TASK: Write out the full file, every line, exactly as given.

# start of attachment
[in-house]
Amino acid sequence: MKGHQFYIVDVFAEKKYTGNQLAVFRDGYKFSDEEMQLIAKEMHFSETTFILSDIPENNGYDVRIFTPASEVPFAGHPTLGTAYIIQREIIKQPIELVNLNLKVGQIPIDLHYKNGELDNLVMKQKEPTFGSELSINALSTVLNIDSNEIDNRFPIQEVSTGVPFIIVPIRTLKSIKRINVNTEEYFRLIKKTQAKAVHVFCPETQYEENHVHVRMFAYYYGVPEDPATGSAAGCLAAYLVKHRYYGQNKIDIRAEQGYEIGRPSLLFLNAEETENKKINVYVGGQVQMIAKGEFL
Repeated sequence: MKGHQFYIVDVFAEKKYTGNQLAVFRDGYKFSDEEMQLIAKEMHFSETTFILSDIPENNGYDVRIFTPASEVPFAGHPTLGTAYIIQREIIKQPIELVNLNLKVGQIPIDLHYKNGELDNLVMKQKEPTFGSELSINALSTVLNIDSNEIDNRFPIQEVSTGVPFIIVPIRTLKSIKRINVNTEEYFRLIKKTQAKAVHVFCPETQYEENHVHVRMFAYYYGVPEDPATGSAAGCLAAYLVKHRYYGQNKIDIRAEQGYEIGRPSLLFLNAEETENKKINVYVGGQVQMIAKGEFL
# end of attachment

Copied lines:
[in-house]
Amino acid sequence: MKGHQFYIVDVFAEKKYTGNQLAVFRDGYKFSDEEMQLIAKEMHFSETTFILSDIPENNGYDVRIFTPASEVPFAGHPTLGTAYIIQREIIKQPIELVNLNLKVGQIPIDLHYKNGELDNLVMKQKEPTFGSELSINALSTVLNIDSNEIDNRFPIQEVSTGVPFIIVPIRTLKSIKRINVNTEEYFRLIKKTQAKAVHVFCPETQYEENHVHVRMFAYYYGVPEDPATGSAAGCLAAYLVKHRYYGQNKIDIRAEQGYEIGRPSLLFLNAEETENKKINVYVGGQVQMIAKGEFL
Repeated sequence: MKGHQFYIVDVFAEKKYTGNQLAVFRDGYKFSDEEMQLIAKEMHFSETTFILSDIPENNGYDVRIFTPASEVPFAGHPTLGTAYIIQREIIKQPIELVNLNLKVGQIPIDLHYKNGELDNLVMKQKEPTFGSELSINALSTVLNIDSNEIDNRFPIQEVSTGVPFIIVPIRTLKSIKRINVNTEEYFRLIKKTQAKAVHVFCPETQYEENHVHVRMFAYYYGVPEDPATGSAAGCLAAYLVKHRYYGQNKIDIRAEQGYEIGRPSLLFLNAEETENKKINVYVGGQVQMIAKGEFL